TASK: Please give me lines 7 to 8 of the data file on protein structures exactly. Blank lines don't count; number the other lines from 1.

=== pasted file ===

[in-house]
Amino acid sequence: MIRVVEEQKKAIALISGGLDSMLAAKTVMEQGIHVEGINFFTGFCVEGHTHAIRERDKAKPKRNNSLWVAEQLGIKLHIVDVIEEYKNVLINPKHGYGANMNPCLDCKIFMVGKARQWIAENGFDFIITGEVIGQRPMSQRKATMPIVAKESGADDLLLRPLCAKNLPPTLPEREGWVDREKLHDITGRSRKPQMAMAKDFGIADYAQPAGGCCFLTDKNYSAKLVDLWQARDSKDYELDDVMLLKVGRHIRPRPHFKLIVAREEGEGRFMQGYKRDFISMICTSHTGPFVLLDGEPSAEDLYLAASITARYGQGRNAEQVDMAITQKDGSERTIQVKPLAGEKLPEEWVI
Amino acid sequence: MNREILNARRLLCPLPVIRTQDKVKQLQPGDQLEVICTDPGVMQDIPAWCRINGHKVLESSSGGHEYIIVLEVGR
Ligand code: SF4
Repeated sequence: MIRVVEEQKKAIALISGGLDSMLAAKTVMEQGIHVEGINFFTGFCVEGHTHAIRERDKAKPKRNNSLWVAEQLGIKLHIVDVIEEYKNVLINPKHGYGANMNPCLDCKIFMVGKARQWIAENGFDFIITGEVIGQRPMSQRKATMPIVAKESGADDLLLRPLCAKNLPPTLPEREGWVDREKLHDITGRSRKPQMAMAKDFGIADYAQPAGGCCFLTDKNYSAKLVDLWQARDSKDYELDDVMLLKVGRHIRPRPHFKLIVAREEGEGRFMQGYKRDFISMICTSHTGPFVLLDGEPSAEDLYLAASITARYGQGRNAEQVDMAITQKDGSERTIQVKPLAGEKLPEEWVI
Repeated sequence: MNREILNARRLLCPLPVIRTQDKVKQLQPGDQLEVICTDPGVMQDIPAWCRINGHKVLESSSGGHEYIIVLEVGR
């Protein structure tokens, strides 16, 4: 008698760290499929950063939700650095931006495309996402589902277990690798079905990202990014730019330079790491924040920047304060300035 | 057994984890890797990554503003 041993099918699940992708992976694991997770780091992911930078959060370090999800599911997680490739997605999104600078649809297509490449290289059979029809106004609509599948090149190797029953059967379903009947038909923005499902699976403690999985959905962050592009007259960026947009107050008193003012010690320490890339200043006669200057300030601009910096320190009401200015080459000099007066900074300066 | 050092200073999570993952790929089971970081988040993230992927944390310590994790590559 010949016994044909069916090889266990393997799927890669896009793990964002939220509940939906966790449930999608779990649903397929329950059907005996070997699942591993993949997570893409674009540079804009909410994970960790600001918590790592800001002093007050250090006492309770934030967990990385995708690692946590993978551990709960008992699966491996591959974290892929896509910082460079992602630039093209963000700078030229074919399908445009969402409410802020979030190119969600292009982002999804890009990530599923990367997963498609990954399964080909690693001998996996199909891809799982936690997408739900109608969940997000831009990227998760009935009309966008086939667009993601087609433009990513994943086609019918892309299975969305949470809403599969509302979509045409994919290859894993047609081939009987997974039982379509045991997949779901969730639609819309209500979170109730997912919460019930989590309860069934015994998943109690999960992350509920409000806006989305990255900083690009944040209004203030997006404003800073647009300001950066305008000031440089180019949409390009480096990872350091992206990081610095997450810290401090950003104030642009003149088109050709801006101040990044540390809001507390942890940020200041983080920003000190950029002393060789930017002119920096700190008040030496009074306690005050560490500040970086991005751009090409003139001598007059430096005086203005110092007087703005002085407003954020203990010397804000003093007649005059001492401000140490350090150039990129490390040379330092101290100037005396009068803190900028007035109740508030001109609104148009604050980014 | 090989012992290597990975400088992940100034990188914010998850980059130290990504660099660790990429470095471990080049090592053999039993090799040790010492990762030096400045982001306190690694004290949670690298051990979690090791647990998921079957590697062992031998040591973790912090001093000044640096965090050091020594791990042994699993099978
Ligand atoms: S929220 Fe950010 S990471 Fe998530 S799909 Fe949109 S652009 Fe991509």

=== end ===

């Protein structure tokens, strides 16, 4: 008698760290499929950063939700650095931006495309996402589902277990690798079905990202990014730019330079790491924040920047304060300035 | 057994984890890797990554503003 041993099918699940992708992976694991997770780091992911930078959060370090999800599911997680490739997605999104600078649809297509490449290289059979029809106004609509599948090149190797029953059967379903009947038909923005499902699976403690999985959905962050592009007259960026947009107050008193003012010690320490890339200043006669200057300030601009910096320190009401200015080459000099007066900074300066 | 050092200073999570993952790929089971970081988040993230992927944390310590994790590559 010949016994044909069916090889266990393997799927890669896009793990964002939220509940939906966790449930999608779990649903397929329950059907005996070997699942591993993949997570893409674009540079804009909410994970960790600001918590790592800001002093007050250090006492309770934030967990990385995708690692946590993978551990709960008992699966491996591959974290892929896509910082460079992602630039093209963000700078030229074919399908445009969402409410802020979030190119969600292009982002999804890009990530599923990367997963498609990954399964080909690693001998996996199909891809799982936690997408739900109608969940997000831009990227998760009935009309966008086939667009993601087609433009990513994943086609019918892309299975969305949470809403599969509302979509045409994919290859894993047609081939009987997974039982379509045991997949779901969730639609819309209500979170109730997912919460019930989590309860069934015994998943109690999960992350509920409000806006989305990255900083690009944040209004203030997006404003800073647009300001950066305008000031440089180019949409390009480096990872350091992206990081610095997450810290401090950003104030642009003149088109050709801006101040990044540390809001507390942890940020200041983080920003000190950029002393060789930017002119920096700190008040030496009074306690005050560490500040970086991005751009090409003139001598007059430096005086203005110092007087703005002085407003954020203990010397804000003093007649005059001492401000140490350090150039990129490390040379330092101290100037005396009068803190900028007035109740508030001109609104148009604050980014 | 090989012992290597990975400088992940100034990188914010998850980059130290990504660099660790990429470095471990080049090592053999039993090799040790010492990762030096400045982001306190690694004290949670690298051990979690090791647990998921079957590697062992031998040591973790912090001093000044640096965090050091020594791990042994699993099978
Ligand atoms: S929220 Fe950010 S990471 Fe998530 S799909 Fe949109 S652009 Fe991509």